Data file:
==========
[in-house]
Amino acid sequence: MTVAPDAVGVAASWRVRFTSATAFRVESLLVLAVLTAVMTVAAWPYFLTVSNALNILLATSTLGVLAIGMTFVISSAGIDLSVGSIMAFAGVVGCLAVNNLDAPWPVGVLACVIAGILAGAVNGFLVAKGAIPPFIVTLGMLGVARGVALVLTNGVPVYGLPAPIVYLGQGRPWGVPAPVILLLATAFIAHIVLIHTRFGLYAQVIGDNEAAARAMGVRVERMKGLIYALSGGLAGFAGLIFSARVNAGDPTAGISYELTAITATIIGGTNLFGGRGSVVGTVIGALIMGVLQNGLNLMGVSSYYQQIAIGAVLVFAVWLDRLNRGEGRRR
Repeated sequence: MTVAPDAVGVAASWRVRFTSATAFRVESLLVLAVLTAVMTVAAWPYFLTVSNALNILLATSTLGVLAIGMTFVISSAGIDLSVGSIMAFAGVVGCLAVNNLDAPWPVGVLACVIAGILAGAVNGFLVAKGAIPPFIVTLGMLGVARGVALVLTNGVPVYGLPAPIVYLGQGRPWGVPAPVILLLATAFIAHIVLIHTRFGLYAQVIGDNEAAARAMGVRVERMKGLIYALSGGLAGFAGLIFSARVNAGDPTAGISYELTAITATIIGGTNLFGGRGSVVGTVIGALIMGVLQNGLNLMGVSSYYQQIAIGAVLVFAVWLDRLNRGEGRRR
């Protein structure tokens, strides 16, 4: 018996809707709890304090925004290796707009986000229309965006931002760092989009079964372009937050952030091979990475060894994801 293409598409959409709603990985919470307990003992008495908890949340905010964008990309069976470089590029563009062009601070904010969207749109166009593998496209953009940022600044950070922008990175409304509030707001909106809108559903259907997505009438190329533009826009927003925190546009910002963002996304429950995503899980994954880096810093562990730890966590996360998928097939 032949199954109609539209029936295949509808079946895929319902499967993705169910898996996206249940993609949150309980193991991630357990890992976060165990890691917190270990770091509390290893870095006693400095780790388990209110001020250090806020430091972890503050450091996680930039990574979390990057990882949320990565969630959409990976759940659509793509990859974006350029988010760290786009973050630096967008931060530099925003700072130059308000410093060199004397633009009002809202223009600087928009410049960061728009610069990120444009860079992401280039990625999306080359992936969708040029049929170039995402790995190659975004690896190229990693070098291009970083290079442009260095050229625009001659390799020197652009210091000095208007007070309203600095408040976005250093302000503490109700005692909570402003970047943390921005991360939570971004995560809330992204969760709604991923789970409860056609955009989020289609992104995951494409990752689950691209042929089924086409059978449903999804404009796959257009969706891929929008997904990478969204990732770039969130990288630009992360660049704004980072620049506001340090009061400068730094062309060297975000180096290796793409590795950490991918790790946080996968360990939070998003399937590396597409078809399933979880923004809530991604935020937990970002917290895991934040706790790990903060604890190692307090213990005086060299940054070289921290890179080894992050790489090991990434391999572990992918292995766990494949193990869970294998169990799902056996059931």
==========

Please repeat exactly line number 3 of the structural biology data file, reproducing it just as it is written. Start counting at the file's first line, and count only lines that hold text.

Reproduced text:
Repeated sequence: MTVAPDAVGVAASWRVRFTSATAFRVESLLVLAVLTAVMTVAAWPYFLTVSNALNILLATSTLGVLAIGMTFVISSAGIDLSVGSIMAFAGVVGCLAVNNLDAPWPVGVLACVIAGILAGAVNGFLVAKGAIPPFIVTLGMLGVARGVALVLTNGVPVYGLPAPIVYLGQGRPWGVPAPVILLLATAFIAHIVLIHTRFGLYAQVIGDNEAAARAMGVRVERMKGLIYALSGGLAGFAGLIFSARVNAGDPTAGISYELTAITATIIGGTNLFGGRGSVVGTVIGALIMGVLQNGLNLMGVSSYYQQIAIGAVLVFAVWLDRLNRGEGRRR